Doing Business 2010: Indonesia is the Most Active Business Regulatory Reformer in East Asia and the Pacific and Mongolia has laid the groundwork for significant reform
Washington, D.C., September 9, 2009—In a record year for regulatory reform worldwide, most economies in East Asia and the Pacific strengthened business regulations, making them more efficient to help increase opportunities for local firms. Three economies from the region—in order, Singapore, New Zealand, and Hong Kong (China)—led the world in ease of doing business.
Between June 2008 and May 2009 a record 131 of 183 economies around the globe reformed business regulation, according to Doing Business 2010: Reforming through Difficult Times, the seventh in a series of annual reports published by IFC and the World Bank. In East Asia and the Pacific 17 of 24 economies made reforms against the backdrop of the global economic crisis.
As a result of its reforms, Indonesia—the region’s most active reformer—moved up to 122 from 129 on the global ease of doing business rankings. Indonesia cut the time required to start a business by 16 days and the time to transfer a property by 17 days. The country also strengthened disclosure requirements for related-party transactions to protect investors.
Singapore, a consistent reformer, is the top-ranked economy on the ease of doing business for the fourth year in a row, with New Zealand as runner-up. Singapore introduced online and computer-based services to ease business start-up, construction permits, and property transfers.
Hong Kong (China) held its number three position in the global rankings by creating a one-stop shop to expedite the process for obtaining construction permits and by easing business start-up and property transfer procedures. Thailand also eased business start-up and ranks twelfth globally on the ease of doing business.
“Business regulation can affect how well small and midsize firms cope with the crisis and seize opportunities when recovery begins,” said Penelope Brook, Acting Vice President for Financial and Private Sector Development at the World Bank Group. “The quality of business regulation helps determine how easy it is for troubled firms to survive difficult times, how fast local entrepreneurs will start investing again and how quickly new business can get started.”
Mongolia’s position fell to 60, with no significant reforms recorded. However, the Government of Mongolia has taken steps to improve the business environment, which could lead to higher rankings in 2011. According to a recent review by the World Bank, Mongolia has the potential to be a top performer in starting a business, protecting investors, and registering property.
“The drop in rankings does not reflect a worsening business environmen.” said Arshad Sayed, the World Bank’s Country Manager for Mongolia. “It reflects the fact that other countries have reformed faster. Now that the presidential elections and government reorganization is completed, Mongolia is better positioned to reform more broadly and deeply to improve its business environment.”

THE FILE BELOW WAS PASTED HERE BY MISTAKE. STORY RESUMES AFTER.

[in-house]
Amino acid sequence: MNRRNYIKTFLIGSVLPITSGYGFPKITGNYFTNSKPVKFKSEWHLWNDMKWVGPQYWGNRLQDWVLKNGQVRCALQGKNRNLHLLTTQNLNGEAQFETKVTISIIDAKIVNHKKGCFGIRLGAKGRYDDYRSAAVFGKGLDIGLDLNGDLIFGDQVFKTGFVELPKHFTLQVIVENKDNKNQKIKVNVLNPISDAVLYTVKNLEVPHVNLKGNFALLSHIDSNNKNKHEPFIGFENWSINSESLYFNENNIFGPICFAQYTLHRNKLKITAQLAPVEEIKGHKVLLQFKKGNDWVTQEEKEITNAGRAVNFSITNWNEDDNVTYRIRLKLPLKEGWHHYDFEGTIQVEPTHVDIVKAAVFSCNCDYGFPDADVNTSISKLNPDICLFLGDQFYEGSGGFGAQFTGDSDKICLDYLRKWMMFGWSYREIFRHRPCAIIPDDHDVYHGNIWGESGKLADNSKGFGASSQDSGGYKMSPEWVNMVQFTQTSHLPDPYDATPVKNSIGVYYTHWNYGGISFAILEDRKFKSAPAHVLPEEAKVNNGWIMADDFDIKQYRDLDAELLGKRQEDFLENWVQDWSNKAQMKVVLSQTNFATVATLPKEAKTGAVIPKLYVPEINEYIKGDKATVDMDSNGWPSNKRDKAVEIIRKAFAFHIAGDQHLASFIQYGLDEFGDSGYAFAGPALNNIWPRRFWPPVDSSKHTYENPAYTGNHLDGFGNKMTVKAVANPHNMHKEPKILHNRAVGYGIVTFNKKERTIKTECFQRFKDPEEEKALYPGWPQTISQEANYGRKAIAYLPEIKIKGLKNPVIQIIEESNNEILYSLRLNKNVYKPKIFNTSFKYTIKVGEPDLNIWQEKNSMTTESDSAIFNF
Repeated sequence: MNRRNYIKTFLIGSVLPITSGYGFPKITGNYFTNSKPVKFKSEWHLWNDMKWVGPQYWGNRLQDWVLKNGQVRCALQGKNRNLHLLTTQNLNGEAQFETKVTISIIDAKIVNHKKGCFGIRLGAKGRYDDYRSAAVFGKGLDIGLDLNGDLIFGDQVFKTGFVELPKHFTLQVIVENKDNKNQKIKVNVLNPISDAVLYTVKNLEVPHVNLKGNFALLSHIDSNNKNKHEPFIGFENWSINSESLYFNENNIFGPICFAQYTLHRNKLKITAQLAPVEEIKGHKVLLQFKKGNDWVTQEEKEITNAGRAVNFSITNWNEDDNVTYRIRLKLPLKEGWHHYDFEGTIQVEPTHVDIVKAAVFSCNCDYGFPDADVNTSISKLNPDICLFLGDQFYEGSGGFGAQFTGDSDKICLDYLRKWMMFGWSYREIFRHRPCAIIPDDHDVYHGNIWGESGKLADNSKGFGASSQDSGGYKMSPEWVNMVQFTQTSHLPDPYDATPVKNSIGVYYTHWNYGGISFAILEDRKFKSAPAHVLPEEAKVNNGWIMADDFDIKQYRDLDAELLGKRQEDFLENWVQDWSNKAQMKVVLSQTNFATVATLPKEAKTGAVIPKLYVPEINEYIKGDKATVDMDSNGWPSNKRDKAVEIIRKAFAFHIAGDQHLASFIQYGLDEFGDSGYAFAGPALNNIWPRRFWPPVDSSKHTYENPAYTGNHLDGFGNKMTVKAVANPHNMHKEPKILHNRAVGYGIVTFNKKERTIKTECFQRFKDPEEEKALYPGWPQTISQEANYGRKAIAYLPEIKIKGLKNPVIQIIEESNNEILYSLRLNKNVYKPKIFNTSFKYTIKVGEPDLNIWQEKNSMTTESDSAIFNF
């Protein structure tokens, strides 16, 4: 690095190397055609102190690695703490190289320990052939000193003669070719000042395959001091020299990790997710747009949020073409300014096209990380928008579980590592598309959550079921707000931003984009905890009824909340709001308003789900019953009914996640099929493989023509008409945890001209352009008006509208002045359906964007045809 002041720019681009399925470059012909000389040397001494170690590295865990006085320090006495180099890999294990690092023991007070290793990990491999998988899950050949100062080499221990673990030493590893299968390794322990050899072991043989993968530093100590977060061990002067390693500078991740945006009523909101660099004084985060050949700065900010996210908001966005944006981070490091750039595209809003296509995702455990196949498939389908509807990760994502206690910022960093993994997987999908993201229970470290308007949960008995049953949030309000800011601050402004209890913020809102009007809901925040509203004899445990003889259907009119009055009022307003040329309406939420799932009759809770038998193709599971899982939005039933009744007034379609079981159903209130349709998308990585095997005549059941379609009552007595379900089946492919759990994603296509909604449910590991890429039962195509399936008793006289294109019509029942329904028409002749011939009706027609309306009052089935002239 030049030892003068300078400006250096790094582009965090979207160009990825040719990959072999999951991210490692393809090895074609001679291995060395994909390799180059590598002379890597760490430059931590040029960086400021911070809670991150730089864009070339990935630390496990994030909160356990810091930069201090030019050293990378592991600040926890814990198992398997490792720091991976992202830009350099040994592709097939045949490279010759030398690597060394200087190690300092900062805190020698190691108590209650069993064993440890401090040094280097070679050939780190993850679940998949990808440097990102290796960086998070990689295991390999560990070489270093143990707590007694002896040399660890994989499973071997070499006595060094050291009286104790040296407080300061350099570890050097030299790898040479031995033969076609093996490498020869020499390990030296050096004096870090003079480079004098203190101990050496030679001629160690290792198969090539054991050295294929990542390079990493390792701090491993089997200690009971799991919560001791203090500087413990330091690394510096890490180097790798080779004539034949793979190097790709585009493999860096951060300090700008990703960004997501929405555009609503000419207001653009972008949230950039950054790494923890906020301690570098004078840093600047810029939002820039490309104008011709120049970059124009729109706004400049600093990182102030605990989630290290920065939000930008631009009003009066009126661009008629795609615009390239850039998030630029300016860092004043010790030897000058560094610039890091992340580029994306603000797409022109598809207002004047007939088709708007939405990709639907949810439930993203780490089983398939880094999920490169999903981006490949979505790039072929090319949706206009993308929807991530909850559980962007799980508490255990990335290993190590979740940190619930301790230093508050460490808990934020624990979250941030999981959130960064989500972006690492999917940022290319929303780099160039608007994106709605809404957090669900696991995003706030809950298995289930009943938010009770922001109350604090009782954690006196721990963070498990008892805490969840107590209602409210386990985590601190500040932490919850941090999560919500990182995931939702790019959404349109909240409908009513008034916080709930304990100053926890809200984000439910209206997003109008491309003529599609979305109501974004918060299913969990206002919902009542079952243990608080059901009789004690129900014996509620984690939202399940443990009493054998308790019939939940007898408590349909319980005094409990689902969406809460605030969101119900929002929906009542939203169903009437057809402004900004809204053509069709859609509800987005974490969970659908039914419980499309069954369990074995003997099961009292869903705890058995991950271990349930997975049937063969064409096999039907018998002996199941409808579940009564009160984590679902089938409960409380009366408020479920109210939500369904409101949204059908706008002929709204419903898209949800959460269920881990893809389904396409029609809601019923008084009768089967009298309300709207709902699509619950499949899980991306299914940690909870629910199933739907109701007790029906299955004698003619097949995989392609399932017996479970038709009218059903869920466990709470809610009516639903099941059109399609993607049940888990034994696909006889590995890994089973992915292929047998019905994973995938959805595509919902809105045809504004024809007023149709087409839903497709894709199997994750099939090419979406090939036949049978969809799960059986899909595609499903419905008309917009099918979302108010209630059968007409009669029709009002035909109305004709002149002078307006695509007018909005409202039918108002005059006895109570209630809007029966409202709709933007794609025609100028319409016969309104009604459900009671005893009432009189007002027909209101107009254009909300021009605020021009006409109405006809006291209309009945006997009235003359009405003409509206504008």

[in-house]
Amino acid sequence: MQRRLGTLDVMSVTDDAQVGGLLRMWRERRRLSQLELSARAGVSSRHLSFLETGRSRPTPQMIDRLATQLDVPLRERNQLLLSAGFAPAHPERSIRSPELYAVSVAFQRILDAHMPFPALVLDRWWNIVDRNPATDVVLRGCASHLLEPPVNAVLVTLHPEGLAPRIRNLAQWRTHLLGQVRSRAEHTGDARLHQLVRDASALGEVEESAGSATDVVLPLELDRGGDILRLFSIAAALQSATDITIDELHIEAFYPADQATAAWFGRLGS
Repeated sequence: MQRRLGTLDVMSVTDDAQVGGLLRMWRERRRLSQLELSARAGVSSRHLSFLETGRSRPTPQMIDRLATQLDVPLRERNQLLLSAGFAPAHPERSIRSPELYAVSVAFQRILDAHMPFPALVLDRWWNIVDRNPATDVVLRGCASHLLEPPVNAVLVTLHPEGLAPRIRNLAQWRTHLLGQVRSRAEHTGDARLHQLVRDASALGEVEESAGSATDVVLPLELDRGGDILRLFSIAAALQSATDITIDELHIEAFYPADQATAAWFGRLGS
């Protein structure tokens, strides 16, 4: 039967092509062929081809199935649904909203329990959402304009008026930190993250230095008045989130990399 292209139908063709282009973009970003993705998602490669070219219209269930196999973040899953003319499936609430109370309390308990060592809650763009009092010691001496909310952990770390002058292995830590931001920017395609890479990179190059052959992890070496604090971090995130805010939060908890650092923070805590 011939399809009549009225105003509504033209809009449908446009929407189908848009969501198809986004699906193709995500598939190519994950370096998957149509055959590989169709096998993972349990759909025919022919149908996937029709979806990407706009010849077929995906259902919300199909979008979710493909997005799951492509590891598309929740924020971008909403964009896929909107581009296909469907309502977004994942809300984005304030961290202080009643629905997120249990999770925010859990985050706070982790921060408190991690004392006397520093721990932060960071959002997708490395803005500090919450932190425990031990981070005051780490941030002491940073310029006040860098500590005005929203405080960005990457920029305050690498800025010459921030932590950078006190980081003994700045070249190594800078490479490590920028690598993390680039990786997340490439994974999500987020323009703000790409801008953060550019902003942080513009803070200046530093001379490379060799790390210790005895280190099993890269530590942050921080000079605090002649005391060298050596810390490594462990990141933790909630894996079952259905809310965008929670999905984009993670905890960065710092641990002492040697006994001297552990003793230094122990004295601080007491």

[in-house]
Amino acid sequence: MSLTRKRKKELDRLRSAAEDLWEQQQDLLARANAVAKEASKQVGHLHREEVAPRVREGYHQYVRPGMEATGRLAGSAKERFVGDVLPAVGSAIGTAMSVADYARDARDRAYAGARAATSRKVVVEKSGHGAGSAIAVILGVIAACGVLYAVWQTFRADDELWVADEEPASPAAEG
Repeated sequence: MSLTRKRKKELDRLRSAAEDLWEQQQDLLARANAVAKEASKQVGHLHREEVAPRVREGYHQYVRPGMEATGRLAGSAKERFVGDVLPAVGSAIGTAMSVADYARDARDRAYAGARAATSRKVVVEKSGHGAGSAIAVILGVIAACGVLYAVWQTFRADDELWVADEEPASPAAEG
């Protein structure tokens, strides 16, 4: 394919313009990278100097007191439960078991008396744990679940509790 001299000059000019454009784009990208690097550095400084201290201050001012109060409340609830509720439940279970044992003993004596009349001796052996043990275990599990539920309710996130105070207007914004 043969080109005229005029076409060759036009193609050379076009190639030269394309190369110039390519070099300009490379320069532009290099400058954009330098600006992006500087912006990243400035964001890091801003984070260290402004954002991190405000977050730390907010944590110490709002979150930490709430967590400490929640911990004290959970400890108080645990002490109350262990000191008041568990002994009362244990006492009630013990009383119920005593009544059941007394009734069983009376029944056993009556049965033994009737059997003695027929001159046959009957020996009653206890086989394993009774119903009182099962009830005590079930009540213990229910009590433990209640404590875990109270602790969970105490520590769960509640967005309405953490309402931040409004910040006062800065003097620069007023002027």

Reform efforts in Mongolia are being coordinated by the Consultative Council on Investment Climate and Private Sector Development in Mongolia, which promotes discussions between government and business to improve the business environment. The Council is taking the lead on working with the World Bank’s Doing Business team and is developing a work plan based on their recommendations for improving the business environment.
Kh.Amarsaikhan, the Head of the Council’s Secretariat, is optimistic about Mongolia’s prospects. “In the past year, Mongolia has laid the groundwork for significant reform, which will improve the business environment and be reflected in next year’s Doing Business indicators.” he said.
Doing Business analyzes regulations that apply to an economy’s businesses during their life cycles, including start-up and operations, trading across borders, paying taxes, and closing a business. Doing Business does not measure all aspects of the business environment that matter to firms and investors. For example, it does not measure security, macroeconomic stability, corruption, skill level, or the strength of financial systems.
About the World Bank Group
The World Bank Group is one of the world’s largest sources of funding and knowledge for developing countries. It comprises five closely associated institutions: the International Bank for Reconstruction and Development (IBRD) and the International Development Association (IDA), the International Finance Corporation (IFC); the Multilateral Investment Guarantee Agency (MIGA); and the International Centre for Settlement of Investment Disputes (ICSID). Each institution plays a distinct role in the mission to fight poverty and improve living standards for people in the developing world.